The meeting is planned for 6 p.m. Wednesday, June 1 in the large courtroom at Bellingham Municipal Court, 2014 C Street.  Pike said that he expects a large turnout and asks participants to be patient and help contribute to a civil, respectful dialogue.

He said he is hosting this meeting to provide area residents a preliminary chance to identify impacts that should be studied during future environmental review of the proposed project. 

Jean Melious, local land use attorney and university faculty member, will help frame the discussion by providing a brief overview of the process and categories of issues that are typically addressed during environmental review. 

“These processes are intended to help public officials make decisions that are based on understanding of environmental consequences, and take actions that protect, restore and enhance the environment,” Melious said, adding that the more specific people can be in their comments about environmental impacts and possible alternatives, the more helpful they will be in shaping the process.

Pike said comments collected will be provided to the appropriate regulatory agencies to support a triple-bottom-line approach to reviewing the proposal, considering its environmental, social and economic impacts. While Pike says he is encouraging community dialog, he emphasizes that the City government does not have regulatory authority over the proposed project.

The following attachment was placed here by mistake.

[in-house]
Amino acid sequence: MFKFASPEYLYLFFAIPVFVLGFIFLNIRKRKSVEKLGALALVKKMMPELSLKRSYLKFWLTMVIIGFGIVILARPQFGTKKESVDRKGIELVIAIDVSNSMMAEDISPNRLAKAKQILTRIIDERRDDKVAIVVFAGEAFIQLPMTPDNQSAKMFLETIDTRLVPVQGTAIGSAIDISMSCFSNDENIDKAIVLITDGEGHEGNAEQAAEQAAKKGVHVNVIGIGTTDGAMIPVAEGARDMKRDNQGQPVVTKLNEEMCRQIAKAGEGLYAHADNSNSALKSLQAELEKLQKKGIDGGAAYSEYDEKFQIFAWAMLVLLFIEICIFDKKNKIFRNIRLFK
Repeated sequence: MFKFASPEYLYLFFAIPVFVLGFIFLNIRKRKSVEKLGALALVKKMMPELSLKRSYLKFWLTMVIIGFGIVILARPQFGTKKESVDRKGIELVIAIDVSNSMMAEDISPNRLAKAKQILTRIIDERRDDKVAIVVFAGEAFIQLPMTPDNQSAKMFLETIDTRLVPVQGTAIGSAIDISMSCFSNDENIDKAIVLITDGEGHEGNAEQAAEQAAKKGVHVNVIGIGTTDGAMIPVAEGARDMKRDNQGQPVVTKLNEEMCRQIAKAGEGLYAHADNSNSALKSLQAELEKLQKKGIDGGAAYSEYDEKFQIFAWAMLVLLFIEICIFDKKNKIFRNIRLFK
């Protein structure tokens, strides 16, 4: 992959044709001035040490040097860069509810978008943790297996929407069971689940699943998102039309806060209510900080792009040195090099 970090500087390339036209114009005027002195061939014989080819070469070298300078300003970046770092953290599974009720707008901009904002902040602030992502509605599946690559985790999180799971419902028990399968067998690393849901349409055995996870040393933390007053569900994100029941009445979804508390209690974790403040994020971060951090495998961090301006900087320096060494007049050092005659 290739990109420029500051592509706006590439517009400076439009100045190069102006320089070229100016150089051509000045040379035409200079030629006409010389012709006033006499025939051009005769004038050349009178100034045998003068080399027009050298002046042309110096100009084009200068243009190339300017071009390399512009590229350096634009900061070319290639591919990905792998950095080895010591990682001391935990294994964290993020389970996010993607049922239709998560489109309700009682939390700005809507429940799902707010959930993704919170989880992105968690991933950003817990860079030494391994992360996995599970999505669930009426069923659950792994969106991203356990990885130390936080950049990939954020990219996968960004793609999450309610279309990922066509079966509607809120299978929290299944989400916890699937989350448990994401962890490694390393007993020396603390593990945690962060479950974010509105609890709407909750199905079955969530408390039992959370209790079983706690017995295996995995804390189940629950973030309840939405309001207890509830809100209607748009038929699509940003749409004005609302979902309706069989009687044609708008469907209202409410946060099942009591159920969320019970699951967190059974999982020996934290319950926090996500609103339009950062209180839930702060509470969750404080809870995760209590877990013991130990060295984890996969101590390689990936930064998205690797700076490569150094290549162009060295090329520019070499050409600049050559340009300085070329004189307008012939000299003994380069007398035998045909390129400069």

City Council requests scope include Bellingham
The Bellingham City Council last week delivered a statement to Whatcom County and federal officials, noting that the City Council believes “that the proposed expansion of the Gateway Pacific Terminal at Cherry Point will have significant consequences for the community of Bellingham.” The letter urges officials to ensure that the scope of the EIS include assessment of increased cargo rail traffic passing through Bellingham.

“The Mayor and City Council are in firm agreement that the scope of any EIS should include the entire transit corridor throughout community and not just the proposed terminal’s rural site in Whatcom County,” the letter, signed by Council President Stan Snapp on behalf of the City Council, states.


###

Media Contacts:
Mayor Dan Pike, 360-778-8100
Bellingham City Council President Stan Snapp, 360-778-8200

David, thanks for the update.  Following the talk this evening there was mention of a rally at 5:30 pm planned to start on State Street, I think near Rudy's Pizzeria.  Did you or anyone else catch where exactly it will be?

Eric,

I haven't heard anything about a rally.

 I wonder how the legal doctrine of “Appearance of Fairness” is related to tonights meeting with the city mayor? I wonder how this meeting is related to upcoming elections, and how it is related to the red-light-camera issues, and the legal agreement signed with the camera company, which is part of Goldman Sacks....the same company associated with the coal issues. This link from blog of Jean Melious is worth rereading: http://getwhatcomplanning.blogspot.com/2011/05/blind-justice.html